Poems for a Co-Worker's Departure
Whether by firing, pink-slipping, or skipping off to greener pastures, the departure of a co-worker can leave the rest of an office bereft and feeling abandoned. It is no surprise that the poetic tradition surrounding the loss of a co-worker is almost as rich as the long history of poems about love. The much-beloved Poet Laureate, Ted Kooser, depicts the acceptance of conclusion in his poem "Porch Swing in September":
She is saying it’s time that the swinging were done with,
time that the creaking and pinging and popping
that sang through the ceiling were past,
There is a mournful limbo, a purgatory, during those two weeks after the co-worker gives notice but still lingers in the office. Some may feel anger and resentment, as Thomas Hardy declares, "How great my grief, my joys how few, / Since first it was my fate to know thee!" Or, others may feel tenderness toward the soon-to-leave, attempting to memorize a staff meeting gesture, the clutch of a coffee cup, or the arrangement of a cubicle -- all the small things. In "The Waste Land," T. S. Eliot aptly captures this grief:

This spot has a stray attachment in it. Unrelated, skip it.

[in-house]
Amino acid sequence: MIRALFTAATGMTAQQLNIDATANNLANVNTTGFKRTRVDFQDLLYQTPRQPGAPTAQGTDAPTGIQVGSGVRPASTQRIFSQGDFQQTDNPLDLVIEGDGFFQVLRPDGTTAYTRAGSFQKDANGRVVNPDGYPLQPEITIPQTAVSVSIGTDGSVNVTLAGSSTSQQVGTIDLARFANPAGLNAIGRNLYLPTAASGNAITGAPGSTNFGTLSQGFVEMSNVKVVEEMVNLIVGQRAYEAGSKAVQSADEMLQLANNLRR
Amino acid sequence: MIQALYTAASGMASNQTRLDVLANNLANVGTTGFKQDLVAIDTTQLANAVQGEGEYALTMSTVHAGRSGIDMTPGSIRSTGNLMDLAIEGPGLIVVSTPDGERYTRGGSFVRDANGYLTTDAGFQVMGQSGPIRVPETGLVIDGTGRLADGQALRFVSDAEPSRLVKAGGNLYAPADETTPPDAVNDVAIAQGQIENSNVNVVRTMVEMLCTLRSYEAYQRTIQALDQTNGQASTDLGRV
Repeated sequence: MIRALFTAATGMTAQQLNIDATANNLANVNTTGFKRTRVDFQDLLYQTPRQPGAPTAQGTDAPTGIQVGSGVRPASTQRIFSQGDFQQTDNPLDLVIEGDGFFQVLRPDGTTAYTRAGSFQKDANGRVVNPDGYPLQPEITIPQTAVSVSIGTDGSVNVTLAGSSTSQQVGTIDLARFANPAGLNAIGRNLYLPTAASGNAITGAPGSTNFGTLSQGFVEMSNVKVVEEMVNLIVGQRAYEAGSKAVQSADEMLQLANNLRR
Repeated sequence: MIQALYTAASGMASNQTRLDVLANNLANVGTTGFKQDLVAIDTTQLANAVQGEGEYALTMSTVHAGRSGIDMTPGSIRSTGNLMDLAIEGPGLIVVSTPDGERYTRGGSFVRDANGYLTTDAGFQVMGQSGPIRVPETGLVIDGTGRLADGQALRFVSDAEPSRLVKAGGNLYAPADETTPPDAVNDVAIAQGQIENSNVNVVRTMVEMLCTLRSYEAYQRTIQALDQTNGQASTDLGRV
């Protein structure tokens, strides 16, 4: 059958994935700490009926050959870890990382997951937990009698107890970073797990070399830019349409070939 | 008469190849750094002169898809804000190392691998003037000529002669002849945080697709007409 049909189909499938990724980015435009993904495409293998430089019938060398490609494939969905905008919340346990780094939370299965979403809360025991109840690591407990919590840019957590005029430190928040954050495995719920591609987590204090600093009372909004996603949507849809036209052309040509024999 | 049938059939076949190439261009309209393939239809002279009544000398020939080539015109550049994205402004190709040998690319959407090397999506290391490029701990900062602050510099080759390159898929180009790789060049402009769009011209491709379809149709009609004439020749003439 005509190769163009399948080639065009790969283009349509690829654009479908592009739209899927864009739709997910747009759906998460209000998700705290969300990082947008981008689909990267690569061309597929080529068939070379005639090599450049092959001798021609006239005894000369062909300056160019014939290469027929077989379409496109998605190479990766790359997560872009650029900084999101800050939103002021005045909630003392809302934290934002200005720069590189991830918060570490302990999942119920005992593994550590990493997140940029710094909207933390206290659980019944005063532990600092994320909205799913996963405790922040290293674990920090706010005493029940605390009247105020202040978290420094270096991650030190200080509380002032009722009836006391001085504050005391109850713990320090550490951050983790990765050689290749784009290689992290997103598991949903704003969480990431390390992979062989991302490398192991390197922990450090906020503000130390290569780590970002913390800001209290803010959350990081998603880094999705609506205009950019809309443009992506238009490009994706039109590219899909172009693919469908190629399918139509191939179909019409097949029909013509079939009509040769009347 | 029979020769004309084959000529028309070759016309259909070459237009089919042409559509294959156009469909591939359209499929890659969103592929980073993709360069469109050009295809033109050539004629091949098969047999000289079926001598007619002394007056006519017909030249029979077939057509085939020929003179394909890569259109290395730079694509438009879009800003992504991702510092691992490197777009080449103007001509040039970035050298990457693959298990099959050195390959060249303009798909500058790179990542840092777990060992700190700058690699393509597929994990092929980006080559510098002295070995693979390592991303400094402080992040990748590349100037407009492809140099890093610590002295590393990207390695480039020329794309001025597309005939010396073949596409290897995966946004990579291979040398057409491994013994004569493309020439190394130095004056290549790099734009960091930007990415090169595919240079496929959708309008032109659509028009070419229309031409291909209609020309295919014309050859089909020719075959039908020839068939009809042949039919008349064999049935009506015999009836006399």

The nymphs are departed.
And their friends, the loitering heirs of city directors;
Departed, have left no addresses.
By the waters of Leman I sat down and wept. . .
Of course, the co-worker may feel an exhilaration upon leaving, the excitement of "O September, O October, O November--/ You can take this job and shove it." as exclaimed in Ryan Murphy's poem "Alloy Sun." The decision to leave a job is always a difficult one, even in the worst of circumstances. The subject of Ralph Burns' poem, "And Leave Show Business?" struggles with this reluctance, this fear of change:
This elephant keeper shoved a hose up
The ass of an elephant every day. He
Told a man. The man said, So why don't
As you stare at the unused terminal and await the pale substitute sent in as replacement, one should remember Elizabeth Bishop's words from "One Art," -- "I miss them, but it wasn't a disaster."
For poems about the departure of a co-worker, consider the following:
"The Waste Land" by T. S. Eliot
"One Art" by Elizabeth Bishop
"Failing and Flying" by Jack Gilbert
"And Leave Show Business?" by Ralph Burns
"Porch Swing in September" by Ted Kooser
"How Great My Grief" by Thomas Hardy